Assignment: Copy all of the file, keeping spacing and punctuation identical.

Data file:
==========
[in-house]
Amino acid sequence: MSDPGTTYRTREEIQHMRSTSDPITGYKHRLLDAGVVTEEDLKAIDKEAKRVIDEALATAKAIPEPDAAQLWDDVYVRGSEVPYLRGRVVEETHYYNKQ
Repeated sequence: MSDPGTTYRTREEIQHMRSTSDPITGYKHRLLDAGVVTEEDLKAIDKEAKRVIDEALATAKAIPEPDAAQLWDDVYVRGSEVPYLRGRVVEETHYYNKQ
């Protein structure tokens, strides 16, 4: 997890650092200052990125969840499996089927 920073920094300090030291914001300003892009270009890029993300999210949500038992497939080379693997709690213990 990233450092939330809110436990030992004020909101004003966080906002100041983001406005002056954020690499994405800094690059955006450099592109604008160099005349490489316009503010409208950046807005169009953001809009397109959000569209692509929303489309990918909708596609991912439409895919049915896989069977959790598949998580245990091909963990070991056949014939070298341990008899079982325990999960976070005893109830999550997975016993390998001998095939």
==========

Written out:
[in-house]
Amino acid sequence: MSDPGTTYRTREEIQHMRSTSDPITGYKHRLLDAGVVTEEDLKAIDKEAKRVIDEALATAKAIPEPDAAQLWDDVYVRGSEVPYLRGRVVEETHYYNKQ
Repeated sequence: MSDPGTTYRTREEIQHMRSTSDPITGYKHRLLDAGVVTEEDLKAIDKEAKRVIDEALATAKAIPEPDAAQLWDDVYVRGSEVPYLRGRVVEETHYYNKQ
């Protein structure tokens, strides 16, 4: 997890650092200052990125969840499996089927 920073920094300090030291914001300003892009270009890029993300999210949500038992497939080379693997709690213990 990233450092939330809110436990030992004020909101004003966080906002100041983001406005002056954020690499994405800094690059955006450099592109604008160099005349490489316009503010409208950046807005169009953001809009397109959000569209692509929303489309990918909708596609991912439409895919049915896989069977959790598949998580245990091909963990070991056949014939070298341990008899079982325990999960976070005893109830999550997975016993390998001998095939």